In Sonoma and Napa, we call tourist season, “right turn only season”.
“A wave of antitourism demonstrations took place in popular European destinations last summer, including Venice, Mallorca and San Sebastián, Spain. In Barcelona, youth groups were filmed slashing rental-bicycle tires, and officials banned tour groups from parts of the city.”
Tourism, once considered an easy way to diversify an economy, has become a mega-industry. And those millions of tourists who descend each year on top destinations including Venice, Barcelona, Thailand and New Zealand, are straining local infrastructure and prompting a new round of restrictions.
QUEENSTOWN, New Zealand—Towering mountain ranges, forests and glacier-fed rivers made New Zealand the perfect stand-in for Middle Earth in “The Lord of the Rings” movie series and a cinematic billboard for the country’s natural beauty.
Today, jet boats rip down rivers seeking the mythical Isengard, where the wizard Gandalf was imprisoned. “Freedom campers” in rented vans leave trails of waste. Tens of thousands of helicopter trips annually deposit visitors, some in flip-flops, on New Zealand glaciers that were once the realm of expert climbers.
One tour group had to be rescued after trying to walk barefoot to Mount Ngauruhoe, in apparent homage to J.R.R. Tolkien’s Mount Doom.
Elected officials are weighing measures from new tourist taxes to tighter camper-van restrictions. One town is considering shutting Wi-Fi at night to deter campers. Queenstown, whose mayor says it has 120 visitors a year for every taxpayer, is weighing whether to restrict Airbnb rentals.
On Waiheke Island off Auckland, protests broke out last year after double-decker tour buses appeared, clogging two-lane roads. One man in shorts stood down a bus until the tourists disembarked. A resident elsewhere became so annoyed with jet boats in a river near his property he hired a digger to divert the water; officials threatened legal action if he persisted.
Tourism, which many countries once considered a business niche that could yield easy revenue, has become a mega-industry. And those millions of tourists who descend each year on small towns, once-lonely beaches and historic sites are generating a global backlash.
International tourist arrivals globally grew to 1.3 billion in 2017, the United Nations’ World Tourism Organization says. That is up from 674 million in 2000 and 278 million in 1980, propelled by the rise of budget air travel, social media, an emerging Chinese middle class and technologies that make distant places easy to navigate.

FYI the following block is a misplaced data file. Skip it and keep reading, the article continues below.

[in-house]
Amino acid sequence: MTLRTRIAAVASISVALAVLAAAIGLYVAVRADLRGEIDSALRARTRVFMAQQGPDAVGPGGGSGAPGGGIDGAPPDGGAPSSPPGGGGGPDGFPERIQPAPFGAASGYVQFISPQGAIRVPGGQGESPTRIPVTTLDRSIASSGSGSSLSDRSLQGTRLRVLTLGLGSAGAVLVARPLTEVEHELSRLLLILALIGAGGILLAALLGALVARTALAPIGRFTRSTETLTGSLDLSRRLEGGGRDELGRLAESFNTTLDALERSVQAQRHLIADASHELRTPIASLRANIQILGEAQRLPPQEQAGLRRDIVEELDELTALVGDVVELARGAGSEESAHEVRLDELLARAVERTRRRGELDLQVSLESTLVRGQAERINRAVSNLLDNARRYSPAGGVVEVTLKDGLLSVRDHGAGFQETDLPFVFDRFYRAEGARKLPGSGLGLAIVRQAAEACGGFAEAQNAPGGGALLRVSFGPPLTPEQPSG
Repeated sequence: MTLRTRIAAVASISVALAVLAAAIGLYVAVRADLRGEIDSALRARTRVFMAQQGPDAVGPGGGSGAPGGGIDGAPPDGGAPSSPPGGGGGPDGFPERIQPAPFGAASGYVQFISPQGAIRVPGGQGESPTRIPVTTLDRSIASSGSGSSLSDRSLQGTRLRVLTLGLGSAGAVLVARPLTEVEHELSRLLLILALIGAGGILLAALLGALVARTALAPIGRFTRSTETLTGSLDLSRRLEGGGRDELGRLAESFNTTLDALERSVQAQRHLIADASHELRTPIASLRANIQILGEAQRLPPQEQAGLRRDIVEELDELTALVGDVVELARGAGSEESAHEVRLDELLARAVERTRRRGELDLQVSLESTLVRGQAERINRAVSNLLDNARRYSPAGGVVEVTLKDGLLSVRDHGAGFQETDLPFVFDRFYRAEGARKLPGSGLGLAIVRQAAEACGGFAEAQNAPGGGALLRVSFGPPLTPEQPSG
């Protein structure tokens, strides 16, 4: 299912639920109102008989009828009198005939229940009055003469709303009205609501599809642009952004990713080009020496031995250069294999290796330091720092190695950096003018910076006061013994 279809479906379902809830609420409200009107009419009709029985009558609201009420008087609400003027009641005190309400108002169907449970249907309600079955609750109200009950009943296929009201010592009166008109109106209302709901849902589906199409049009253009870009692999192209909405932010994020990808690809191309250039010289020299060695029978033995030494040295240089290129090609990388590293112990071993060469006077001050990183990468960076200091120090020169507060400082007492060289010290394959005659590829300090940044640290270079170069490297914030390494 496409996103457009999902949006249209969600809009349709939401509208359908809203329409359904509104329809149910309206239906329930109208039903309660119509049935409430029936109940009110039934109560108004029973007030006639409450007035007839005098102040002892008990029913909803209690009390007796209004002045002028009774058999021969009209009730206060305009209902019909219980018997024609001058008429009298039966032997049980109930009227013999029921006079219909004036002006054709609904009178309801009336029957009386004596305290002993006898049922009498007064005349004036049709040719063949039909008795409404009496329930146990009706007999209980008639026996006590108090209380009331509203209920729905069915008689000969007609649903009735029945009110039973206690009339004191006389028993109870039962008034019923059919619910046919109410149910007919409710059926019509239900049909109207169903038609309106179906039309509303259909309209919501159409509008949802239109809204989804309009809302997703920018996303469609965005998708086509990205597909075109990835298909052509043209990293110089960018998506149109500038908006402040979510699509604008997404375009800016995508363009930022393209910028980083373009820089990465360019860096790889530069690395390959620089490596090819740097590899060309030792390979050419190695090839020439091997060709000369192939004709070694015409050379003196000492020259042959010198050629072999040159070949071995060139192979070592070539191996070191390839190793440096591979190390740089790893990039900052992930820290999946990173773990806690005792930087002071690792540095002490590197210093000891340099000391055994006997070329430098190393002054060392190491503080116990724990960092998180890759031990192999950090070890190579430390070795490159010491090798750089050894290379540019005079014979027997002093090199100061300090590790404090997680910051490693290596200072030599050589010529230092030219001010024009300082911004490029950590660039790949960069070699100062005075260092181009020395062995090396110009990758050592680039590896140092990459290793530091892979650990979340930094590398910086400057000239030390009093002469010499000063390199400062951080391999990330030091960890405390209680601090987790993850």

A wave of antitourism demonstrations took place in popular European destinations last summer, including Venice, Mallorca and San Sebastián, Spain. In Barcelona, youth groups were filmed slashing rental-bicycle tires, and officials banned tour groups from parts of the city.
Fodor’s in 2016 began publishing a “No Go” list reflecting concerns that tourism was destroying the world’s best places. Featured this year: the Galápagos Islands and parts of Thailand, and a designation for “Places That Don’t Want You to Visit” because their governments are trying to combat overcrowding.
Economic driverTourism remains a crucial and welcome economic driver in many places, especially developing countries such as Cambodia and parts of Africa where visitors’ spending has lifted many out of poverty. A number of countries with well-established attractions, such as Egypt, have been hurt in some recent years as tourism fell off during periods of unrest.
In New Zealand, “we’re hoping for a good debate about this and no knee-jerk reaction,” says Chris Roberts, chief executive of Tourism Industry Aotearoa, an association representing hoteliers and tourist operators. “Tourists are a massive economic benefit.”
Many top tourist destinations, including U.S. national parks, have long worked to strike a balance between luring tourist money and controlling crowds.
The latest surge is different, say experts such as Simon Milne, who has researched tourism around the world, and says frustrations have been boiling at an unprecedented level, especially the past 18 months. “We can’t ignore the fact that tourists don’t have a good rap in many places,” said Mr. Milne, director of the New Zealand Tourism Research Institute at Auckland University of Technology.
Since last summer’s Europe protests, the industry has made “overtourism” a focus. More than 60 tourism ministers and private-sector leaders gathered in November to discuss the issue at a summit on the topic co-organized by the U.N. Overtourism was also a theme in March at ITB Berlin, a major industry convention.
Thailand said in March it would close Maya Bay on Koh Phi Phi Leh, an island where Leonardo DiCaprio’s “The Beach” was filmed, from June to September because overtouristing was damaging the marine environment. The Philippines in April announced that Boracay, an island once known for crystal-clear waters, would close to tourists for six months over concerns about pollution.
China’s emergence as a tourist source is adding to crowds. Outbound Chinese tourists rose to more than 60 million last year from fewer than 20 million a decade earlier, according to Chinese data.
The Chinese spent $261 billion vacationing abroad in 2016, more than travelers from any other country, and China has accounted for roughly 80% of the growth in global tourism in dollar terms since 2008, according to the U.N. New Zealand’s former prime minister, Bill English, last year declared during a visit by Chinese Premier Li Keqiang that 2019 would be the “China-New Zealand Year of Tourism.”